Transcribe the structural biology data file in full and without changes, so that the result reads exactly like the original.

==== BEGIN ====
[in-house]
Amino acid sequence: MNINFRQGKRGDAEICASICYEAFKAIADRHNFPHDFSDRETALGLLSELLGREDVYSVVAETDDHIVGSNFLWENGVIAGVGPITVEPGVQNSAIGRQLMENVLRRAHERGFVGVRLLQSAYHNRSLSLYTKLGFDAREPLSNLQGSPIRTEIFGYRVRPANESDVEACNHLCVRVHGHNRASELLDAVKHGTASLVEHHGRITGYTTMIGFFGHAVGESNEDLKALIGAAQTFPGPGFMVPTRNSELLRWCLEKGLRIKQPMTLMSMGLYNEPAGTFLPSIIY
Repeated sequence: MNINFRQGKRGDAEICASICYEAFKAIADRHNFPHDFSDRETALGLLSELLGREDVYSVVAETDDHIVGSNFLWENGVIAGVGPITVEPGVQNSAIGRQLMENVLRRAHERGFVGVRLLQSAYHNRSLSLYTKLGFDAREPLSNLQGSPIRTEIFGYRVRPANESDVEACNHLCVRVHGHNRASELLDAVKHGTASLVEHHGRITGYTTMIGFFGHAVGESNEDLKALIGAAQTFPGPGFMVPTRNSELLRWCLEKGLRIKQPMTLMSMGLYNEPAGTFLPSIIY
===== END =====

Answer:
[in-house]
Amino acid sequence: MNINFRQGKRGDAEICASICYEAFKAIADRHNFPHDFSDRETALGLLSELLGREDVYSVVAETDDHIVGSNFLWENGVIAGVGPITVEPGVQNSAIGRQLMENVLRRAHERGFVGVRLLQSAYHNRSLSLYTKLGFDAREPLSNLQGSPIRTEIFGYRVRPANESDVEACNHLCVRVHGHNRASELLDAVKHGTASLVEHHGRITGYTTMIGFFGHAVGESNEDLKALIGAAQTFPGPGFMVPTRNSELLRWCLEKGLRIKQPMTLMSMGLYNEPAGTFLPSIIY
Repeated sequence: MNINFRQGKRGDAEICASICYEAFKAIADRHNFPHDFSDRETALGLLSELLGREDVYSVVAETDDHIVGSNFLWENGVIAGVGPITVEPGVQNSAIGRQLMENVLRRAHERGFVGVRLLQSAYHNRSLSLYTKLGFDAREPLSNLQGSPIRTEIFGYRVRPANESDVEACNHLCVRVHGHNRASELLDAVKHGTASLVEHHGRITGYTTMIGFFGHAVGESNEDLKALIGAAQTFPGPGFMVPTRNSELLRWCLEKGLRIKQPMTLMSMGLYNEPAGTFLPSIIY